10.2.62: Basketball Teams On a basketball team of 12 players, 2 only play ce...
 10.2.63: Combination Locks A combination lock displays 50 numbers. To open i...
 10.2.64: Create a problem different from any found in the text that requires...
 10.2.65: Create a problem different from any found in the text that requires...
 10.2.66: Explain the difference between a permutation and a combination. Giv...
Solutions for Chapter 10.2: Permutations and Combinations
Full solutions for College Algebra  9th Edition
ISBN: 9780321716811
Solutions for Chapter 10.2: Permutations and Combinations
Get Full SolutionsCollege Algebra was written by and is associated to the ISBN: 9780321716811. This expansive textbook survival guide covers the following chapters and their solutions. Chapter 10.2: Permutations and Combinations includes 66 full stepbystep solutions. Since 66 problems in chapter 10.2: Permutations and Combinations have been answered, more than 36596 students have viewed full stepbystep solutions from this chapter. This textbook survival guide was created for the textbook: College Algebra, edition: 9.

Characteristic equation det(A  AI) = O.
The n roots are the eigenvalues of A.

Cofactor Cij.
Remove row i and column j; multiply the determinant by (I)i + j •

Complex conjugate
z = a  ib for any complex number z = a + ib. Then zz = Iz12.

Conjugate Gradient Method.
A sequence of steps (end of Chapter 9) to solve positive definite Ax = b by minimizing !x T Ax  x Tb over growing Krylov subspaces.

Cramer's Rule for Ax = b.
B j has b replacing column j of A; x j = det B j I det A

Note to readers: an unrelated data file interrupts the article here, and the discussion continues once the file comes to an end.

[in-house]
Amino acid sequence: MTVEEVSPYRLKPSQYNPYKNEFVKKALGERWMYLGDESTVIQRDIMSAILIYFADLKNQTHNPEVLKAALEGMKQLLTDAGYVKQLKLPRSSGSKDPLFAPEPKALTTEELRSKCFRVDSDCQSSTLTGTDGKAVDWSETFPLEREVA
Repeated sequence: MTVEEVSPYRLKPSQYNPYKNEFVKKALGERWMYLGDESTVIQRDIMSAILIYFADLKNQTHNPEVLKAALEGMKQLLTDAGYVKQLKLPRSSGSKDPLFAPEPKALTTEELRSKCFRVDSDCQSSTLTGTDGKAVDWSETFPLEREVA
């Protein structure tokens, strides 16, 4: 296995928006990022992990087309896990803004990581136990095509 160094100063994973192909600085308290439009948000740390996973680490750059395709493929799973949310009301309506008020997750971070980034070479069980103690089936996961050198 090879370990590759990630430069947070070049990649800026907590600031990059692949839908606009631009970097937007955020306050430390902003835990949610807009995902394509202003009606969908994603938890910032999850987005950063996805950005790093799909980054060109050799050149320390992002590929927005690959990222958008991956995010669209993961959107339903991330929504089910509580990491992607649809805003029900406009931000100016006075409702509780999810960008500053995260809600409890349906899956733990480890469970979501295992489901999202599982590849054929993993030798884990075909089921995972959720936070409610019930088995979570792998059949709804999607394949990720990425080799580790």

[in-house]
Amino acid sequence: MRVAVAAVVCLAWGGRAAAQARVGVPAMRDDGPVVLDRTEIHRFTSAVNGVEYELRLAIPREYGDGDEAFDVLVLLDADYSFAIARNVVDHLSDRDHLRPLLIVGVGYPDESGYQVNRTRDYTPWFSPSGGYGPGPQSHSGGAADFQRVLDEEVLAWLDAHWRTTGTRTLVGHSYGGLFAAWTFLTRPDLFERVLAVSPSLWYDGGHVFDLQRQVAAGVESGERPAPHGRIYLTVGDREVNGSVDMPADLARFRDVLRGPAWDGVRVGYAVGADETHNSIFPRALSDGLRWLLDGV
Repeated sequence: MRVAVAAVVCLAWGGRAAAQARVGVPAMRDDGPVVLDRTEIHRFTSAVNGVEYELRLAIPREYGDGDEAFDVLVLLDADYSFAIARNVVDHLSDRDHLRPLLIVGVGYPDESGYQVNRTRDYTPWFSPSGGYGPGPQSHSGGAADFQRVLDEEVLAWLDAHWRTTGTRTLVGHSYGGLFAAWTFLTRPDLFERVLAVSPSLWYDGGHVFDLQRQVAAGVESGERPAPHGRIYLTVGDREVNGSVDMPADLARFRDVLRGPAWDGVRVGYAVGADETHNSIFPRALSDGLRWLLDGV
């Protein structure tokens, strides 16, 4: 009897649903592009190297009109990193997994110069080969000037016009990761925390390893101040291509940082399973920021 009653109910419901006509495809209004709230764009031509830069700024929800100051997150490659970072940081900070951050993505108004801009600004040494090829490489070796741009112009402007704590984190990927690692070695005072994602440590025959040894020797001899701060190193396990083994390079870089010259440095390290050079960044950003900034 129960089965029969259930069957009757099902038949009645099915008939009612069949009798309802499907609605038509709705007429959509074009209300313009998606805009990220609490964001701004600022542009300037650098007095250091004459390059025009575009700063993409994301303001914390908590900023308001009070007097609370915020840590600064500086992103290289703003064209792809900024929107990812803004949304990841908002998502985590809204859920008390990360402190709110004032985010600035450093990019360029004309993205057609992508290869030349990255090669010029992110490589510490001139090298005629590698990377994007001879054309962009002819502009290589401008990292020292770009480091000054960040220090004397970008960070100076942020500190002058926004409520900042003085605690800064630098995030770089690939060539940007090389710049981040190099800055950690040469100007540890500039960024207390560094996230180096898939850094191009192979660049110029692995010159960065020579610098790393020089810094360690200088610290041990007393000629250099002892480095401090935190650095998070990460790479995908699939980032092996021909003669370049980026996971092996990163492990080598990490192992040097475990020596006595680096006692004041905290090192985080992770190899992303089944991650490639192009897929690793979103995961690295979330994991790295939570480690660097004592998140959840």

Determinant IAI = det(A).
Defined by det I = 1, sign reversal for row exchange, and linearity in each row. Then IAI = 0 when A is singular. Also IABI = IAIIBI and

Diagonalizable matrix A.
Must have n independent eigenvectors (in the columns of S; automatic with n different eigenvalues). Then SI AS = A = eigenvalue matrix.

Diagonalization
A = S1 AS. A = eigenvalue matrix and S = eigenvector matrix of A. A must have n independent eigenvectors to make S invertible. All Ak = SA k SI.

Elimination matrix = Elementary matrix Eij.
The identity matrix with an extra eij in the i, j entry (i # j). Then Eij A subtracts eij times row j of A from row i.

Kirchhoff's Laws.
Current Law: net current (in minus out) is zero at each node. Voltage Law: Potential differences (voltage drops) add to zero around any closed loop.

Multiplication Ax
= Xl (column 1) + ... + xn(column n) = combination of columns.

Network.
A directed graph that has constants Cl, ... , Cm associated with the edges.

Nullspace N (A)
= All solutions to Ax = O. Dimension n  r = (# columns)  rank.

Partial pivoting.
In each column, choose the largest available pivot to control roundoff; all multipliers have leij I < 1. See condition number.

Projection p = a(aTblaTa) onto the line through a.
P = aaT laTa has rank l.

Rank r (A)
= number of pivots = dimension of column space = dimension of row space.

Reflection matrix (Householder) Q = I 2uuT.
Unit vector u is reflected to Qu = u. All x intheplanemirroruTx = o have Qx = x. Notice QT = Q1 = Q.

Simplex method for linear programming.
The minimum cost vector x * is found by moving from comer to lower cost comer along the edges of the feasible set (where the constraints Ax = b and x > 0 are satisfied). Minimum cost at a comer!

Singular Value Decomposition
(SVD) A = U:E VT = (orthogonal) ( diag)( orthogonal) First r columns of U and V are orthonormal bases of C (A) and C (AT), AVi = O'iUi with singular value O'i > O. Last columns are orthonormal bases of nullspaces.

Transpose matrix AT.
Entries AL = Ajj. AT is n by In, AT A is square, symmetric, positive semidefinite. The transposes of AB and AI are BT AT and (AT)I.